As Plaintiffs injury occurred in Illinois, the Court applies Illinois law to Plaintiffs tort claims. (Dkt. No. 51.) Under Illinois law for strict products liability, Plaintiff must prove the following elements: "(1) an unreasonably dangerous product condition that resulted from manufacturing or its design, (2) the existence of the condition existed when the product left the defendant's control, and (3) the condition... proximately caused plaintiffs injuries." Pommier v. Jungheinrich Lift Truck Corp., 2018 IL App (3d) 170116, ¶ 23, 102 N.E.3d 684, 689, reh'g denied (Mar. 23, 2018). However, under Illinois' seller's exception statute, "a court may dismiss a non-manufacturing defendant if that defendant files an affidavit certifying the correct identity of the manufacturer." Mitchell v. Philip Morris USA Inc., No. 18-CV-7739, 2019 WL 1787587, at *2 (N.D. Ill. Apr. 24, 2019) citing 735 Ill. Comp. Stat. Ann. 5/2-621(a) - (b). However, as explained by the law, a plaintiff can "overcome dismissal if he shows one or more of three conditions: (1) the defendant exercised 'significant control' over the design or manufacture of the product; (2) the defendant had actual knowledge of the defect; or (3) the defendant created the defect." Id. citing § 5/2-621(c).

         Plaintiff does not dispute that the Bass Pro Defendants sold the Crusader Treestand at issue here. (Dkt. Nos. 94-2 at 13; 94-3 at 40.) Instead, Plaintiff contends that Bass Pro's oversight of the design of the treestand, knowledge of past alleged defects, and actions as an "apparent manufacturer" makes the seller's exception inapplicable to Bass Pro.[1] However, there is no dispute of material fact in the record that the Bass Pro Defendants are the sellers of the Crusader Treestand and that Plaintiff cannot meet either of the three conditions of Illinois' seller's exception.

         Plaintiff has not identified any evidence that Bass Pro "exercised 'significant control' over the design or manufacture of the product" or "provided instructions or warnings" to the manufacturer regarding the alleged defect. Plaintiff instead identifies repeated testimony in the record that there is nothing that "prevents Bass Pro from demanding" a change to the design, construction or inspection of the Crusader Treestand. (Dkt. No. 94-3 at 43.) Plaintiff also notes that the brand API Outdoors is listed as part of a "manufacturing class" of the Treestand Manufacturer's Association ("TMA") and that Defendant BPS Direct, LLC served as the importer of record. However, while Plaintiff identified testimony indicating that Bass Pro could have exercised control over design, he has failed to identify any testimony that Bass Pro actually did design, manufacture or provide any warnings regarding the product, let alone that Bass Pro exercised "significant control" over the Crusader Treestand's design or manufacturing.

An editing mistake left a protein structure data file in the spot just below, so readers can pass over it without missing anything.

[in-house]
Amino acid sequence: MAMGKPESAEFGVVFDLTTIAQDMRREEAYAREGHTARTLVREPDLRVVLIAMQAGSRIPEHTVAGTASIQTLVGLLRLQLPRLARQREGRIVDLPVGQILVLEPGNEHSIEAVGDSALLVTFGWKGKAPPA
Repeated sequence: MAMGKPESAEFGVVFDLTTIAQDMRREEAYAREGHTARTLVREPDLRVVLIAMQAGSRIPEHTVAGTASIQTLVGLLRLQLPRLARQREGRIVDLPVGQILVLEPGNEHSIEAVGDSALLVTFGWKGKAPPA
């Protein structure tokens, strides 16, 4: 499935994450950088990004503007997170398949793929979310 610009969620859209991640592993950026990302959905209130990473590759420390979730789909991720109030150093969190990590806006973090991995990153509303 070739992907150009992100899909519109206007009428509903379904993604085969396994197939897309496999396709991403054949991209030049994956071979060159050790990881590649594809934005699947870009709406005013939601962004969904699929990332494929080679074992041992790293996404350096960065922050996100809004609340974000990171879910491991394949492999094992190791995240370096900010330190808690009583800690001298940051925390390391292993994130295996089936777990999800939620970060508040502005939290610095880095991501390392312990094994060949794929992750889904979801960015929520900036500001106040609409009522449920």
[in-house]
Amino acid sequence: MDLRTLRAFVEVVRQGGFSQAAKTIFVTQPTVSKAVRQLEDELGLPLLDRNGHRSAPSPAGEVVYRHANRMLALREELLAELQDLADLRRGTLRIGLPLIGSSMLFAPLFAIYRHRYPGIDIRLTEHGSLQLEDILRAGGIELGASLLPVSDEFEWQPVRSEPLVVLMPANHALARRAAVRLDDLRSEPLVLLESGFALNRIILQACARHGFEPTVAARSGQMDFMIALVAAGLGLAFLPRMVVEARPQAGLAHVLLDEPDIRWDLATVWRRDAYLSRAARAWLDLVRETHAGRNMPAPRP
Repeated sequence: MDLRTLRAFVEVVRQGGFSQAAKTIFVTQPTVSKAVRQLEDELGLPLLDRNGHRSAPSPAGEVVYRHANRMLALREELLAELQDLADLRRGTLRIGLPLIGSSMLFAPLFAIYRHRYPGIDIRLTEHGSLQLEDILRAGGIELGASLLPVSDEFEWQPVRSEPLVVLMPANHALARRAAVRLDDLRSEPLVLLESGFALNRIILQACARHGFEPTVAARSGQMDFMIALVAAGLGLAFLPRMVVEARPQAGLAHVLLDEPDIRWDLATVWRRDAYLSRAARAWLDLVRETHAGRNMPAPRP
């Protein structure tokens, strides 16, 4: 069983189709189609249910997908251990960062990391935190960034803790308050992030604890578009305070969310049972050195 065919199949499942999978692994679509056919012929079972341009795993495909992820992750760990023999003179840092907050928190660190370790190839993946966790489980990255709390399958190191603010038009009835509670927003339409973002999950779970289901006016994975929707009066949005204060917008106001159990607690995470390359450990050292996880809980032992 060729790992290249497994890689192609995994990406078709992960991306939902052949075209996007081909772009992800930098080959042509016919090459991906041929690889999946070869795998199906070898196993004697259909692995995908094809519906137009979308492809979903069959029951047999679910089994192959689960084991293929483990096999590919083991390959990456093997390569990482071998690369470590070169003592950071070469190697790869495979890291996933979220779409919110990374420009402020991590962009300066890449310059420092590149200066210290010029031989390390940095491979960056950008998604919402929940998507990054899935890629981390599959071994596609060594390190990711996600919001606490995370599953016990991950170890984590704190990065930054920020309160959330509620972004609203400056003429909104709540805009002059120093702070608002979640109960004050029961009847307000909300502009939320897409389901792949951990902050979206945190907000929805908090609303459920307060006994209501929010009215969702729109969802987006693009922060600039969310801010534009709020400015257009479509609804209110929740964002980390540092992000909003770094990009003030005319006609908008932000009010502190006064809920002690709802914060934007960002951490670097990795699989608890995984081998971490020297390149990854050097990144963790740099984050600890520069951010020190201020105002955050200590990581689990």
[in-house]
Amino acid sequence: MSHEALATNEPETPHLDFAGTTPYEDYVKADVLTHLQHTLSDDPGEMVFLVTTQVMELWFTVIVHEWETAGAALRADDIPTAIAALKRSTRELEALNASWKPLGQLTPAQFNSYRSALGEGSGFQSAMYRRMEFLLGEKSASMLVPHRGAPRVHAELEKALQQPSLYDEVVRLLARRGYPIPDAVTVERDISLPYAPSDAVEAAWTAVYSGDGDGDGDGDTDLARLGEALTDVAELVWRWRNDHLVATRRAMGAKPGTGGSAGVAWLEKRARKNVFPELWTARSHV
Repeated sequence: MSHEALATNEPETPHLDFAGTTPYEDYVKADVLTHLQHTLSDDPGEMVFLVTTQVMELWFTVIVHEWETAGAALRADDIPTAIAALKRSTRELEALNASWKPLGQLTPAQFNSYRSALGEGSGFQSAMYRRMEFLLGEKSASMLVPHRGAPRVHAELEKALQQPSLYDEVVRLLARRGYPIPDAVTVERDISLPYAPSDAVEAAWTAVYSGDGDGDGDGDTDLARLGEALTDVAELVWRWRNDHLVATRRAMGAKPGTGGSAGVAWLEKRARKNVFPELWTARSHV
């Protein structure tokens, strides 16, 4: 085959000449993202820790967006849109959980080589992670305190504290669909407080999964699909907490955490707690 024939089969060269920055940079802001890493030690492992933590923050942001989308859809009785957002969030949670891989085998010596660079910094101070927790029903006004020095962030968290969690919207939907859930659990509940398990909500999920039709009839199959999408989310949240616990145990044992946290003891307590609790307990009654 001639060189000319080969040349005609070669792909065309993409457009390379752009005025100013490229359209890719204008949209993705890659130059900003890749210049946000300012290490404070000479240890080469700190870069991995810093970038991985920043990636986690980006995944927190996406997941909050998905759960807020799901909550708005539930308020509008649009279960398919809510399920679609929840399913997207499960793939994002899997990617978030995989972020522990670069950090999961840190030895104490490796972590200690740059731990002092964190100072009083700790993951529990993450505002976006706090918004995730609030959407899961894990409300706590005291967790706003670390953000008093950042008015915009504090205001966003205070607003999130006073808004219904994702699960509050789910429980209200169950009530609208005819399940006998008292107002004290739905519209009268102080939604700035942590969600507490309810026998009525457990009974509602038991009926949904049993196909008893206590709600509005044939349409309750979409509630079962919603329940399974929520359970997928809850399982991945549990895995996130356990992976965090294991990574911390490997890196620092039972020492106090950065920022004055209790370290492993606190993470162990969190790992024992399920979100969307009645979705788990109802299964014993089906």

Regarding the second condition, that "defendant had actual knowledge of the defect," Plaintiff again fails to identify any evidence creating a dispute of material fact. Plaintiff relies entirely on a complaint made by Robert Cericola regarding a similar treestand that was manufactured in 2013 by WIC. (Dkt. No. 94 at 14 - 15.) It is undisputed that the complaint regarding Cericola's treestand related to the failure of a screwed in knob that holds the standing platform of the treestand, which caused the treestand to collapse and Cericola to fall approximately fifteen feet. (Dkt. No. 94-9.) The incident was first reported to the retailer in that case, Cabela's, and ultimately was sent to Defendant Mainstream Holdings. (Id.) In emails, a customer service representative from Defendant Mainstream referred to themselves as "Customer Service for API." (Id.) Plaintiff cannot meet the second condition for various reasons. First, Plaintiff has identified no evidence that the Bass Pro Defendants had any actual knowledge. The incident was sent to the retailer and to Defendant Mainstream, and there is no record evidence that Bass Pro received any information on the incident. However, even if knowledge could somehow be imputed upon Bass Pro, [2] there was no actual knowledge of the specific defect. The defect here relates to a welding hole, whereas the defect in Cericola related to the failure of a knob screwed into the standing platform. Therefore, Plaintiff has not demonstrated the Bass Pro Defendants had "actual knowledge" of the specific defect at issue.

         Finally, Plaintiff has identified no evidence that the Bass Pro Defendants "created the defect," and therefore Plaintiff cannot overcome dismissal of the first cause of action for strict liability under Illinois' seller's exception. Instead of addressing the last condition, Plaintiff argues that Bass Pro is the "apparent manufacturer" of the Crusader Treestand. Under the "apparent manufacturer" doctrine in Illinois "[a] vendor who, through its labeling or advertising of a product, caused the public to believe that it was the manufacturer and to buy the product in reliance on the vendor's reputation and care in making it, [is] held to have assumed the obligations of a manufacturer and to be estopped to deny its identity as the manufacturer." Hebel v. Sherman Equip.,92 Ill.2d 368, 371, 442 N.E.2d 199, 201 (1982). Plaintiff misapplies the doctrine by focusing on whether there are markings on the Crusader Treestand indicating that Defendant Global is the manufacturer, or whether API is listed as a member of the "manufacturing class" of the ...